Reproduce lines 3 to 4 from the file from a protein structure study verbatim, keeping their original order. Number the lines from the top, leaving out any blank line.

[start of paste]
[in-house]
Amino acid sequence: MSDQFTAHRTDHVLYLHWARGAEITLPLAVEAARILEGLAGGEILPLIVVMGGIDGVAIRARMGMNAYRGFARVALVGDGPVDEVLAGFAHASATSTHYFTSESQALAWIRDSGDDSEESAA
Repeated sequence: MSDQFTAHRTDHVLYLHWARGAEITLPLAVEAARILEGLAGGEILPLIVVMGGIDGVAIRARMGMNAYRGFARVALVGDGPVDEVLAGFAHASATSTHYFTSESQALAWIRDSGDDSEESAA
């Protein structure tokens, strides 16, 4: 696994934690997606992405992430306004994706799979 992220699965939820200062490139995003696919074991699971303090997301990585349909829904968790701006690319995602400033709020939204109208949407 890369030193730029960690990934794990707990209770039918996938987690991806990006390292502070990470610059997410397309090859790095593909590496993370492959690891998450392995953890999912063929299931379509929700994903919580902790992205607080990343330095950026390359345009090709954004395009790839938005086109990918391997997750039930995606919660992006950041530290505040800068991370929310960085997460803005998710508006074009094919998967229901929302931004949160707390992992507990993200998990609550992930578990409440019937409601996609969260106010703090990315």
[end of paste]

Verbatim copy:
Repeated sequence: MSDQFTAHRTDHVLYLHWARGAEITLPLAVEAARILEGLAGGEILPLIVVMGGIDGVAIRARMGMNAYRGFARVALVGDGPVDEVLAGFAHASATSTHYFTSESQALAWIRDSGDDSEESAA
């Protein structure tokens, strides 16, 4: 696994934690997606992405992430306004994706799979 992220699965939820200062490139995003696919074991699971303090997301990585349909829904968790701006690319995602400033709020939204109208949407 890369030193730029960690990934794990707990209770039918996938987690991806990006390292502070990470610059997410397309090859790095593909590496993370492959690891998450392995953890999912063929299931379509929700994903919580902790992205607080990343330095950026390359345009090709954004395009790839938005086109990918391997997750039930995606919660992006950041530290505040800068991370929310960085997460803005998710508006074009094919998967229901929302931004949160707390992992507990993200998990609550992930578990409440019937409601996609969260106010703090990315």